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Tuesday, September 8, 2015

Redefining "Second Childhood"

I like the old-fashioned sound of the word, "dotage," although I don't like its definition much with its connotations of decline, poor judgement and ill health. To be in one's dotage is not to be in a good place. There's another phrase I like even though I fear its meaning: "second childhood." It describes a stage of the old when they are as dependent as small children. Both dotage and second childhood suggest that dreaded state of dementia when old people are no longer in control of their thoughts and, therefore, their lives.

But what if we redefined second childhood to describe a phase in life when a person has the time and the strength to look at their first childhood seriously in order to make peace with the bad and sad of it and revel in the activities that gave them joy back then? What if we redefined it as the phase where we say,"I'm too old for that," in a defiant way as in "I'm too old for that shit," and think of it as a time to play as freely as we did - or wanted to - back then? As a time we jump over the need for success and material possession back to a place where our sense of right and wrong was the strongest? A second childhood where this time we have the power and means to do some good.

High horse thinking. I know. But those of us who can manage financially without the rigours of daily jobs should be capable of creative play, meaningful acts and more high horse thinking. We have that pause in our life to fill and what better way to fill it.

It's been a year since I left the institutional work force. It's been a year of settling in to a new rhythm of life, of settling into a new home and developing a garden that reminds me daily of the joys I experienced as a child growing up on a fruit farm. The mud, the taste of a hot tomato from the vine, the lost hours under a tree. They are all wonderful. My first childhood was a decent one. But, like every child, there were hurts and disappointments which I can reflect on as I pull weeds and plant trees. All the power and all the responsibility to make the most of life are mine in a second childhood.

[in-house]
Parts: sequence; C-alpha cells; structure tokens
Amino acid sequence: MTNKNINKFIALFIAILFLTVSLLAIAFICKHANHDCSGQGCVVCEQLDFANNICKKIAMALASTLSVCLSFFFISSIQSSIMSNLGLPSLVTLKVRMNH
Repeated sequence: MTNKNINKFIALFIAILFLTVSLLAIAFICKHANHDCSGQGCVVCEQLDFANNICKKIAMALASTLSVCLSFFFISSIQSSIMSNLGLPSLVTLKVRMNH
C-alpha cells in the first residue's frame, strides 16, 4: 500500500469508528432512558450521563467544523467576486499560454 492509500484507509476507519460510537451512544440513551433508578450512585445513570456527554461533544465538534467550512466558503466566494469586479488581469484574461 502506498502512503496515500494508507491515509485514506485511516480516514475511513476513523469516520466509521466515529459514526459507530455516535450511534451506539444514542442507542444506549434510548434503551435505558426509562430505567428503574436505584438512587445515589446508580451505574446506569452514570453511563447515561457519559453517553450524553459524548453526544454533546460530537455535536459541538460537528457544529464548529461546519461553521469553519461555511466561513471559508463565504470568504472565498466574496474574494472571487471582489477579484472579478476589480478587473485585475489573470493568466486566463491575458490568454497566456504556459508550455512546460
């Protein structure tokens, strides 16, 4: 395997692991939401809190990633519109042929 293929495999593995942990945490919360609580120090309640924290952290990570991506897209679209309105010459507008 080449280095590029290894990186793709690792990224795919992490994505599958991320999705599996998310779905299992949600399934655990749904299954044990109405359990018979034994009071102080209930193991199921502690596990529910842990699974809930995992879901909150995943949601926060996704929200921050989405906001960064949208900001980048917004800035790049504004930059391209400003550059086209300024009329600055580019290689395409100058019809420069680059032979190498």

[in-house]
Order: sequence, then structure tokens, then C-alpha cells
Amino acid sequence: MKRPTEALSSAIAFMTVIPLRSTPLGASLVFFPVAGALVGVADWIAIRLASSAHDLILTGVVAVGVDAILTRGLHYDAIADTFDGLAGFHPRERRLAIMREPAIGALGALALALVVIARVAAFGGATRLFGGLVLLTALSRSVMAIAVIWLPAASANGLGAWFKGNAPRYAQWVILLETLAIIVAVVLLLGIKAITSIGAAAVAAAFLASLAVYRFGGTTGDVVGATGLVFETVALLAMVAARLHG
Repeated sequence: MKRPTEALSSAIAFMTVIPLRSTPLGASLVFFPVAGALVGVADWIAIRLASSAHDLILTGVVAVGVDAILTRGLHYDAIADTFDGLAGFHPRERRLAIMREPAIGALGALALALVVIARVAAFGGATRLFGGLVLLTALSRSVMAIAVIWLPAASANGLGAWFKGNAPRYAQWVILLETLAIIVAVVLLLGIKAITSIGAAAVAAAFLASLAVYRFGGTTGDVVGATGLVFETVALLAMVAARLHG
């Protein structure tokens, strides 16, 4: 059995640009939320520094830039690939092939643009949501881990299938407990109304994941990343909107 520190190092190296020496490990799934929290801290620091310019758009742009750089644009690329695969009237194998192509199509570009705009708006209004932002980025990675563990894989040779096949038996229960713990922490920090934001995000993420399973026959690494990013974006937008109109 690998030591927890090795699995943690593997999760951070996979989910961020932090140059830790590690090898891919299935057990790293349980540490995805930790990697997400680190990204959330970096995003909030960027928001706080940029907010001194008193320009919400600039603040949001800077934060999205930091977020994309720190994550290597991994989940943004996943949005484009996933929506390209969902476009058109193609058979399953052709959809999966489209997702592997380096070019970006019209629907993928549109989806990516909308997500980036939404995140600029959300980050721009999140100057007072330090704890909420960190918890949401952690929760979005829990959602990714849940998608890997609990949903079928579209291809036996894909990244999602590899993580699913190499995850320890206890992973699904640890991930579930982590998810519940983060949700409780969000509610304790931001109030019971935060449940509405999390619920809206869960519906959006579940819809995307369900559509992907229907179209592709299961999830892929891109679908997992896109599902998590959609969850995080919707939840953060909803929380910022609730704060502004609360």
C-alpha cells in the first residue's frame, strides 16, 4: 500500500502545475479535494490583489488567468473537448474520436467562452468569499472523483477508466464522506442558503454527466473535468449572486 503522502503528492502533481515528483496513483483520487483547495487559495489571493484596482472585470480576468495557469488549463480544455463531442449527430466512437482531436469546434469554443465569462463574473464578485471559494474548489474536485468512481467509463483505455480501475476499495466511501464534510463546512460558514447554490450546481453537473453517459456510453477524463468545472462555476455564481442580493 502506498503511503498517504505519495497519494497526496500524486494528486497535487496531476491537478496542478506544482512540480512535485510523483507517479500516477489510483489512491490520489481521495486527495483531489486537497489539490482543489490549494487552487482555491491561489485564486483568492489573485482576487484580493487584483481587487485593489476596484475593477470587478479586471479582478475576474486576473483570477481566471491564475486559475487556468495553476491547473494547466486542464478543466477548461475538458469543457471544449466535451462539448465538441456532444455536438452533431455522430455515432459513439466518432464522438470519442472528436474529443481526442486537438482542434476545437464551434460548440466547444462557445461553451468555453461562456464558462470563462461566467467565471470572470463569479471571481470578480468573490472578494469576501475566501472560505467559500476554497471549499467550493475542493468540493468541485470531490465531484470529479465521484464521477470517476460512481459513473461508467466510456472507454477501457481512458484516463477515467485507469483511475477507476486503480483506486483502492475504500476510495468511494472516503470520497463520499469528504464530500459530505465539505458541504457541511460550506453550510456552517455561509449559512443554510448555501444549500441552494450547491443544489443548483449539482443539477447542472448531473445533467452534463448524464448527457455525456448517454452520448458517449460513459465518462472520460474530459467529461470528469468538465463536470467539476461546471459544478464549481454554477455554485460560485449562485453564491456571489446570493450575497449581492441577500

Moving into the second year, I feel the need to be engaged again. I've no desire to be limited by the hours of a college instructor's schedule or the office politics of the journalist's world. I don't see myself going back to full-time work. But I miss the sense I was doing good for others - working on a story that matters like the current refugee crisis, helping non-Native speakers accomplish their goals in English. Like a child churning at a new stage of growth I am trying to figure my way through that now.

There was a recent article in The Atlantic on discovering the narrative of your life, of adjusting it, of finding its arc.What better stage of life to do that and what better source of material for the second childhood than the first. We can edit out what we didn't like, build on what was good and recreate the best. Only this time, the stakes are higher. In our second childhood, we don't have those seemingly endless years ahead as we did with the first. The last chapter is not that far away this time.

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